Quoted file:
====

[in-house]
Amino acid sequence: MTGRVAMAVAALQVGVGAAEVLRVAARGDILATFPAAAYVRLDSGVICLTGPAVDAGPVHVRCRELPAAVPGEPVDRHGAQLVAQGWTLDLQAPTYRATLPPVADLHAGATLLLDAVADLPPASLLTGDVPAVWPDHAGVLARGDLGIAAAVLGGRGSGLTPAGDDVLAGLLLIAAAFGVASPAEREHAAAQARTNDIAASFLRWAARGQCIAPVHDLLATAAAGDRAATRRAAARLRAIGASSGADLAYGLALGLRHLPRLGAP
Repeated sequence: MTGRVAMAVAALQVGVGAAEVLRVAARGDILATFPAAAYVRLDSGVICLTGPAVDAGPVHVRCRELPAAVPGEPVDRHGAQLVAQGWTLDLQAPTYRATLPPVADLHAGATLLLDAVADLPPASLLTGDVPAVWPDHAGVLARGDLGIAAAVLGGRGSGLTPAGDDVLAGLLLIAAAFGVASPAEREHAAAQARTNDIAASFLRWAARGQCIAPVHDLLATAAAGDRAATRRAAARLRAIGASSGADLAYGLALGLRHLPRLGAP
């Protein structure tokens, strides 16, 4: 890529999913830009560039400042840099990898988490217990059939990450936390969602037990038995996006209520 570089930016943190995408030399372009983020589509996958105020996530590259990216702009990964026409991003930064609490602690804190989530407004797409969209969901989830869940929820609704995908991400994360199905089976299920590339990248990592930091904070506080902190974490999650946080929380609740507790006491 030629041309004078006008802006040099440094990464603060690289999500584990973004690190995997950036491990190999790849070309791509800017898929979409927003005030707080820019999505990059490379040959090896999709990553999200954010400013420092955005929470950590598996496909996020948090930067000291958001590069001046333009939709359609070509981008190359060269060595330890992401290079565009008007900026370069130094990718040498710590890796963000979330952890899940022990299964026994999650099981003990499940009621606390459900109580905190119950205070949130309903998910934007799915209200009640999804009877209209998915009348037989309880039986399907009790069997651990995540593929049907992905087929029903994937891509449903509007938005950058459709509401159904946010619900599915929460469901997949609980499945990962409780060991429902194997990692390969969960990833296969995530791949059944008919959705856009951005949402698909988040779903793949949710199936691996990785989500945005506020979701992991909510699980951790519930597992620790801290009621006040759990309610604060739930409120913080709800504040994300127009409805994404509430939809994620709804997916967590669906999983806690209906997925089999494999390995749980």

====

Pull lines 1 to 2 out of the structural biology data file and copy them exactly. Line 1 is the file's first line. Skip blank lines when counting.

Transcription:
[in-house]
Amino acid sequence: MTGRVAMAVAALQVGVGAAEVLRVAARGDILATFPAAAYVRLDSGVICLTGPAVDAGPVHVRCRELPAAVPGEPVDRHGAQLVAQGWTLDLQAPTYRATLPPVADLHAGATLLLDAVADLPPASLLTGDVPAVWPDHAGVLARGDLGIAAAVLGGRGSGLTPAGDDVLAGLLLIAAAFGVASPAEREHAAAQARTNDIAASFLRWAARGQCIAPVHDLLATAAAGDRAATRRAAARLRAIGASSGADLAYGLALGLRHLPRLGAP